Wednesday, January 11, 2012

Excuse me, I seem to have lost my umbrella.

Zen Shorts, Written and illustrated by Jon J. Muth.

2006 - Caldecott Honor Book.

Picture Book: 40 pages. Roughly 1200 Words. 

Concept Book: related to behavior, challenges the reader to evaluate their own behavior.

Main Characters: 3 human siblings: Addy, Michael and Karl, and a giant panda bear named Stillwater.

What was the story about: The story tells of a panda bear who meets three children while trying to retrieve his umbrella. In the days that follow he spends time with each of the children individually and shares a different special story with each of them.

Character Growth: The choice of story the panda tells each child pertains specifically to the emotions and attitudes expressed during the days events. Without telling the child how he or she should have responded it allows them to relate the story events to their own behaviors and reflect on whether or not they should continue in the same fashion or make a change.

Story Appeal : The story is child friendly, however it is long and contains a lot of text. Therefore it is not suitable for children who are not confident readers to attempt to read by themselves. Each of the stories told by Stillwater  are rooted in Buddhist Literature. They were originally told through oral tradition and have been passed along for centuries.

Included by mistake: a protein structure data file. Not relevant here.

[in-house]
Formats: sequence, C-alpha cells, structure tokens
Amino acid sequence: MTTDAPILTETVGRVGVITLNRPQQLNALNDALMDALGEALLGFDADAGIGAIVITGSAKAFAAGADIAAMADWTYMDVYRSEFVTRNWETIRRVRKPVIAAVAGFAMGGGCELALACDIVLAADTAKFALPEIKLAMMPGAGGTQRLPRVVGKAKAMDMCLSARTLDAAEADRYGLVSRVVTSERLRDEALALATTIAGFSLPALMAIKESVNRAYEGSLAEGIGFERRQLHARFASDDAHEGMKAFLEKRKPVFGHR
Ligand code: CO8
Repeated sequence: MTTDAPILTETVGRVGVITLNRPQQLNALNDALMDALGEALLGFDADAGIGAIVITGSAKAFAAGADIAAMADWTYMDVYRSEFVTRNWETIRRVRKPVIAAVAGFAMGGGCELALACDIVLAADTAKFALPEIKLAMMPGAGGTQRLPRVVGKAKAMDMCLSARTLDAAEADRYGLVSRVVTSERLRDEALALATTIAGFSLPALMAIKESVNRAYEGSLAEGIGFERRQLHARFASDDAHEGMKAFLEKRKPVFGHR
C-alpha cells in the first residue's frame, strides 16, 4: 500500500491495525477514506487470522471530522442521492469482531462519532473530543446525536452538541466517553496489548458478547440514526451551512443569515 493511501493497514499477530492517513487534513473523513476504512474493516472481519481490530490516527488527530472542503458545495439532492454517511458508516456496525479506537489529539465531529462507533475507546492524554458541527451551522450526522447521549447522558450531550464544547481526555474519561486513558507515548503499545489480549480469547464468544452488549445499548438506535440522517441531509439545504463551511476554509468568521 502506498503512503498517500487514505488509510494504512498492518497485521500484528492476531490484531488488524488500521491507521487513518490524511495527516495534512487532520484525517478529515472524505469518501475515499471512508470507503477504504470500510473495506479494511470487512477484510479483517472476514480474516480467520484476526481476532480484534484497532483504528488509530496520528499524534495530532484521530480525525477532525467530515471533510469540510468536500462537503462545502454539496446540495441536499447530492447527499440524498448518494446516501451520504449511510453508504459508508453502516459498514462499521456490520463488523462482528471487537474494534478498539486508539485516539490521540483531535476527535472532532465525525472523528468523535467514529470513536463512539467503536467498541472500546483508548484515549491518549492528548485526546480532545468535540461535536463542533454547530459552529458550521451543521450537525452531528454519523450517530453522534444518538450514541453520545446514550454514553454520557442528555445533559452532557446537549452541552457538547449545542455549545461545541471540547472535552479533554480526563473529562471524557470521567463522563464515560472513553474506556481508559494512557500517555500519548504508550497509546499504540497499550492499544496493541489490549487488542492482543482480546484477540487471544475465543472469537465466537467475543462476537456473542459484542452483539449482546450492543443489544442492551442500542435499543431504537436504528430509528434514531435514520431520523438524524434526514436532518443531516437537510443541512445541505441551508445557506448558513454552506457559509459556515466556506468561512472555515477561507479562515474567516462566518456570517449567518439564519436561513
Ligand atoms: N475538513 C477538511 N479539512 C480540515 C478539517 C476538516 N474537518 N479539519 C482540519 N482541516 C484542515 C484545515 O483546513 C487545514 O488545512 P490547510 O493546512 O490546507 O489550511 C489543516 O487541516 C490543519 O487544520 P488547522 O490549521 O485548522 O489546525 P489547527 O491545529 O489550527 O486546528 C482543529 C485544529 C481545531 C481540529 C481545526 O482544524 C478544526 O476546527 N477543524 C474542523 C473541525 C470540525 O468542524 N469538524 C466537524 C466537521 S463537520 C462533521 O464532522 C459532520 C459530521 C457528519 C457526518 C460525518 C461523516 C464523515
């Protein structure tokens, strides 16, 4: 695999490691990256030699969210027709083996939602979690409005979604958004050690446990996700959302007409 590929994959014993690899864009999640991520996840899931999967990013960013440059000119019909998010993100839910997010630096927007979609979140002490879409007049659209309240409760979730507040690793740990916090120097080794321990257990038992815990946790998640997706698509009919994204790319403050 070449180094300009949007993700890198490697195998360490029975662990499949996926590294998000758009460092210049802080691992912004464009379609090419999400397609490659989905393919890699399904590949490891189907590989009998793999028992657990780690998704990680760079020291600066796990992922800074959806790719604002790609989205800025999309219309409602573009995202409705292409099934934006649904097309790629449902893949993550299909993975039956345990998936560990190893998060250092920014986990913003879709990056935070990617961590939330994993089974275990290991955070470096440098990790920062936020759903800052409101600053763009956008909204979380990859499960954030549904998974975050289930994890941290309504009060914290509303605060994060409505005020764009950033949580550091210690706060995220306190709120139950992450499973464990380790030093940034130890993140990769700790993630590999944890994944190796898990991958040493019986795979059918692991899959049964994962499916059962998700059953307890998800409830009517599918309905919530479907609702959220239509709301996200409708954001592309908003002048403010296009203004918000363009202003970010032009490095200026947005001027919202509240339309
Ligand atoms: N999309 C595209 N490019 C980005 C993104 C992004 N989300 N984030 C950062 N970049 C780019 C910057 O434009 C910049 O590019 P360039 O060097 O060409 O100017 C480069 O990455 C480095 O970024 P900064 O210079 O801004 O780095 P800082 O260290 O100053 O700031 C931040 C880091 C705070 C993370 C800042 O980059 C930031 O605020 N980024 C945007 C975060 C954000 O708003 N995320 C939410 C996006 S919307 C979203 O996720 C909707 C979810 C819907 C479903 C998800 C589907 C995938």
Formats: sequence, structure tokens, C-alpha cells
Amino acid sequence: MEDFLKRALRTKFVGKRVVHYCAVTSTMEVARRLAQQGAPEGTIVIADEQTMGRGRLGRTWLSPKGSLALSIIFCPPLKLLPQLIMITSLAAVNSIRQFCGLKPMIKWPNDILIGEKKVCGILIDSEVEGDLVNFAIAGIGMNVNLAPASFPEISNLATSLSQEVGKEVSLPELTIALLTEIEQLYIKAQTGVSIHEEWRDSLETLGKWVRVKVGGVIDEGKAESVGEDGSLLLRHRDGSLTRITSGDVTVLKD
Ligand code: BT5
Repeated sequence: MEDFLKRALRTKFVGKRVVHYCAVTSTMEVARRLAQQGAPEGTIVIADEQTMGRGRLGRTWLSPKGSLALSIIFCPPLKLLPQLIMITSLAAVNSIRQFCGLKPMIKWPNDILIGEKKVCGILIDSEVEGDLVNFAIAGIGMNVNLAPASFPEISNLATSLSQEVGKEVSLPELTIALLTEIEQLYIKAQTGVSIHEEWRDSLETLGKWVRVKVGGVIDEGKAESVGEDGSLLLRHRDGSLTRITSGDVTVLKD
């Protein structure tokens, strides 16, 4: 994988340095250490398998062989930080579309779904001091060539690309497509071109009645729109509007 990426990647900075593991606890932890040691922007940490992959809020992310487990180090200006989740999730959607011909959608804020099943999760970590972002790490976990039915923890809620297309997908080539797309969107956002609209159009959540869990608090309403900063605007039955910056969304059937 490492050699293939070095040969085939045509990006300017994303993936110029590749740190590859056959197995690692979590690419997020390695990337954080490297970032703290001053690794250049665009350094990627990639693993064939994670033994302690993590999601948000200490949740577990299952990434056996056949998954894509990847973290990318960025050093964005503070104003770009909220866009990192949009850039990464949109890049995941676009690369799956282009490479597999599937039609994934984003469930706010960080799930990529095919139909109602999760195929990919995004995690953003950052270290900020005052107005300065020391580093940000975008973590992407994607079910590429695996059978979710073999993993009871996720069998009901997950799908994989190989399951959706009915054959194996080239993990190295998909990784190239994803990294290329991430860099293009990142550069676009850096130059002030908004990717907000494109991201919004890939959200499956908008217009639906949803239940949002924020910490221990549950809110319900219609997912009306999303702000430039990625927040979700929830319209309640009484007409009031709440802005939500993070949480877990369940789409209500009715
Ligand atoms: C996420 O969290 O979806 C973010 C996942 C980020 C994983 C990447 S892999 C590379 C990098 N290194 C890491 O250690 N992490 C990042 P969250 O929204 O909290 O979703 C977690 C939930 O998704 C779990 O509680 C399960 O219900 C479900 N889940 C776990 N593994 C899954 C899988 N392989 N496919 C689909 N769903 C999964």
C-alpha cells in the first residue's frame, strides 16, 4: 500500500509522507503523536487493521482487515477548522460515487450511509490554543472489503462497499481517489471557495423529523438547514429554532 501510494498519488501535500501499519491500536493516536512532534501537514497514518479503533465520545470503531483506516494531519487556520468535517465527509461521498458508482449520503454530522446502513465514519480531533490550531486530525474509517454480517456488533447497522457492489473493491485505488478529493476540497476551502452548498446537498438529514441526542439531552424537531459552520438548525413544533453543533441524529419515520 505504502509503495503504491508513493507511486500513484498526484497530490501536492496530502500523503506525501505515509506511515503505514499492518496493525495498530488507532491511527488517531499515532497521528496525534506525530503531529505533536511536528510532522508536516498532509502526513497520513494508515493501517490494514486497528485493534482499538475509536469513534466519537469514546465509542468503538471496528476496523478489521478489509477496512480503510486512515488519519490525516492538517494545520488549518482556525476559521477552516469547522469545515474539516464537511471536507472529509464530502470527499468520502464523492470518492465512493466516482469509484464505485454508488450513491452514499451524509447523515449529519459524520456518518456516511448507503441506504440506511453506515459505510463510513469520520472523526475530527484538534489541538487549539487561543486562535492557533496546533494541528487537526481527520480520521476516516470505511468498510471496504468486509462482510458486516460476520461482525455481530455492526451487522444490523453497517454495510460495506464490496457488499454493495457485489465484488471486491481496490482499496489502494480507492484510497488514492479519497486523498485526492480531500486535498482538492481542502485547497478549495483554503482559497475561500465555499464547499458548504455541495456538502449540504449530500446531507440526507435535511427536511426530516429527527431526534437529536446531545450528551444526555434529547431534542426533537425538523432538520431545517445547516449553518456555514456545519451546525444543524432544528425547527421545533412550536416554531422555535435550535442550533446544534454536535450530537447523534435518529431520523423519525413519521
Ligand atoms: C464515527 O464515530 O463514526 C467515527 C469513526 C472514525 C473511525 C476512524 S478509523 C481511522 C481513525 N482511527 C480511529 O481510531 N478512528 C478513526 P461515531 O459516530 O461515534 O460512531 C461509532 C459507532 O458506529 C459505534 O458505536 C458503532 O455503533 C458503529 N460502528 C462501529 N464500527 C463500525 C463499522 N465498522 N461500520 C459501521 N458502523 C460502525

Illustrations: The pictures are watercolors and ink drawings. While a picture does appear on every page it does not always reflect the action occurring within the text and therefore the pictures will provide very few cues to new readers to help them through the story.

Personal Note: A perfect book for the child who does not like to be hit on the head with the moral of a story but prefers to determine what they should do for themselves. The book provides children with new ways to interpret events. It also allows them to view the actions and emotions of the characters when put in certain situations and learn from the experience vicariously.  They can then relate the experience to one they face in their everyday lives.

(Image Artist - Jon J. Muth.)

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